Thursday, December 29, 2005

Self-Prescribing of Noncontrolled Substances Among Pharmacists

Pharmacists are among the health care practitioners with the greatest access to medications. Similarly, they possess impressive knowledge of prescription drugs and their use in the treatment of various ailments. Both general drug knowledge and access to prescription medications may increase the potential for self-prescribing. Other factors that may promote self-prescribing among pharmacists include long workdays and the privacy inherent in pharmacists' work environments.

Few studies have investigated self-prescribing by pharmacists. The most recent studies were conducted in the late 1980s and found that pharmacists are likely to self-prescribe or be involved in the unauthorized use of controlled substances. Little attention has been dedicated to pharmacists' self-prescribing of noncontrolled substances such as antibiotics and asthma and cardiovascular medications.

Self-prescribing of noncontrolled substances by pharmacists is worth examination. Although addiction is not a concern with these medications, the behavior may progress into self-prescribing of controlled substances, leading to addiction and impaired functioning. Furthermore, self-prescribing among pharmacists is unprofessional and may be associated with unlawful behaviors, which may ultimately undermine the profession and pose a threat to the overall health and well-being of those involved.


From American Journal of Health-System Pharmacy (
Self-Prescribing of Noncontrolled Substances Among Pharmacists
Posted 12/16/2005
Ebrahim A. Balbisi; Emily M. Ambizas
Ebrahim A. Balbisi, Pharm.D., and Emily M. Ambizas, Pharm.D., are Assistant Clinical Professors of Clinical Pharmacy Practice, School of Pharmacy, St. John's University, Jamaica, NY.

Wednesday, December 21, 2005

Merry Christmas!

We wish you Merry Christmas ...

and all the happiness you could wish for..!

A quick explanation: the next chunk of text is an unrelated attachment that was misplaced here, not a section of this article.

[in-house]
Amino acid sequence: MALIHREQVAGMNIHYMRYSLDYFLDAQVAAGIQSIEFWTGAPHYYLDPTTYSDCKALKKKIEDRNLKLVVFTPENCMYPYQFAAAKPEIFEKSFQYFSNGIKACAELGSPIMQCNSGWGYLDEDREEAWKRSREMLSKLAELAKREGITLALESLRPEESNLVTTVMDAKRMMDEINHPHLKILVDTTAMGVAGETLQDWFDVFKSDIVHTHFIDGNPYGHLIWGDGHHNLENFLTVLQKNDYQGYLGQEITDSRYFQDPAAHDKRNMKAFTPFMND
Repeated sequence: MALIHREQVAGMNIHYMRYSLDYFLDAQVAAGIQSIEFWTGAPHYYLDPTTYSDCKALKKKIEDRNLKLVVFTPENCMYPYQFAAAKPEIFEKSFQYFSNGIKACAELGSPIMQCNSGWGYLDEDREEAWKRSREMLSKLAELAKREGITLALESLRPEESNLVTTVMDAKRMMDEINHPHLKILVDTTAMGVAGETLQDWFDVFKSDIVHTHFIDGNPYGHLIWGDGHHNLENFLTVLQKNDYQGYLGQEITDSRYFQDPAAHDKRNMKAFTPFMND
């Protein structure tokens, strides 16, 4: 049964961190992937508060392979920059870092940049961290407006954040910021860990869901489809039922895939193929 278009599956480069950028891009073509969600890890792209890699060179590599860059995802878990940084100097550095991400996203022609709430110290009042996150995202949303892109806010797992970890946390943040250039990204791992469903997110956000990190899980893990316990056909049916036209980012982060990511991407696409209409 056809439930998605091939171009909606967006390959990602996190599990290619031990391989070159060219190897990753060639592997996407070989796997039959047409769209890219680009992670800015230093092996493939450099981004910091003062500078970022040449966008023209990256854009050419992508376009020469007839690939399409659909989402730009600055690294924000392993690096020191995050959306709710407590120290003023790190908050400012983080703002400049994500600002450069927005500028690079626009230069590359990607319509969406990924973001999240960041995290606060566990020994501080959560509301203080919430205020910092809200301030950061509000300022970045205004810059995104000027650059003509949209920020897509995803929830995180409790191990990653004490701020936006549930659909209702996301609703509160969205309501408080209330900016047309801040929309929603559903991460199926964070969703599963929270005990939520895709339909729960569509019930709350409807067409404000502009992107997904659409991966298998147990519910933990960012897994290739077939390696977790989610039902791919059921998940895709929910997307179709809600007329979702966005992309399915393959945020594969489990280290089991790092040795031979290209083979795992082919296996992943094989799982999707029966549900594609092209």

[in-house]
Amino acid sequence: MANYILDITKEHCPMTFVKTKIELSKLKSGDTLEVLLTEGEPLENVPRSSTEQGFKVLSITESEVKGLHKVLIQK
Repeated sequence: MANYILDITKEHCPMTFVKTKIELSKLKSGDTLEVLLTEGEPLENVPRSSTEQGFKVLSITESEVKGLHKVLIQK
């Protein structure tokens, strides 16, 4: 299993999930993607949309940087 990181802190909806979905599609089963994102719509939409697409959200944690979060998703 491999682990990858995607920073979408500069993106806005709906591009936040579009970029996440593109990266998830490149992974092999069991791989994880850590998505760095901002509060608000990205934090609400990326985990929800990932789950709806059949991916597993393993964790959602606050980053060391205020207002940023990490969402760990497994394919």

Friday, December 16, 2005

Thousands of tablets stolen in hospital armed robbery

A stash of 43,000 tablets have been stolen during an armed robbery at St. Brendan's psychiatric hospital in Dublin.

This morning, two men armed with a handgun broke into the hospital and held up two members of staff ordering another to open the hospital pharmacy.

They fled on foot with 30,000 Diazopan tablets, 11 thousand Zopitan tablets, 1,000 Zoton and hundreds of Zispan tablets.

Both of the raiders were over 6 feet tall, one wearing a dark tracksuit and a black jacket, and the other wearing dark trousers and a cream jacket.

Detectives at Bridewell garda station are investigating the incident.

(Source: Ireland on-line, 15/12/2005 - 18:23:46

Thursday, December 08, 2005

New Human H5N1 Outbreak

The Chinese authorities confirmed that a 10-year-old girl had been infected by the bird flu. As Xinhua news agency reported, the authorities are puzzled over how the girl was infected, since no outbreaks of the virus have been detected in the Guangxi province, in southern China.

Experts of the Health Ministry have arrived in the area, in order to conclude how the virus was spread, and to coordinate efforts on controlling a possible pandemic. The girl presented high fever and pneumonia symptoms on November 23, and since then has been hospitalised under medical observation, together with any persons who came in contact with her. In the meantime, the sanitation authority in Vietnam, where H5N1 has cost the lives of 42 persons, has banned the sale of antiviral drug Tamiflu. The cause was the excessive use of the drug by citizens presenting symptoms of ordinary flu, as fact that will make the drug ineffective. The scientists stated that the excessive use of the drug can lead to the transformation of the virus into a new more resistible type. As the Health Ministry announced, it will only send necessary quantities to hospitals for the hospitalisation of patients infected by the bird flu.

The H5N1 flu has infected 134 persons in Asia, since the end of 2003, and has cost the lives of more than 70. Vietnam has recorded 93 human outbreaks, 42 of which fatal.


07 Dec 2005 07:33:00 By Dimitris Alexopoulos, Translated by Eirene Nisiriou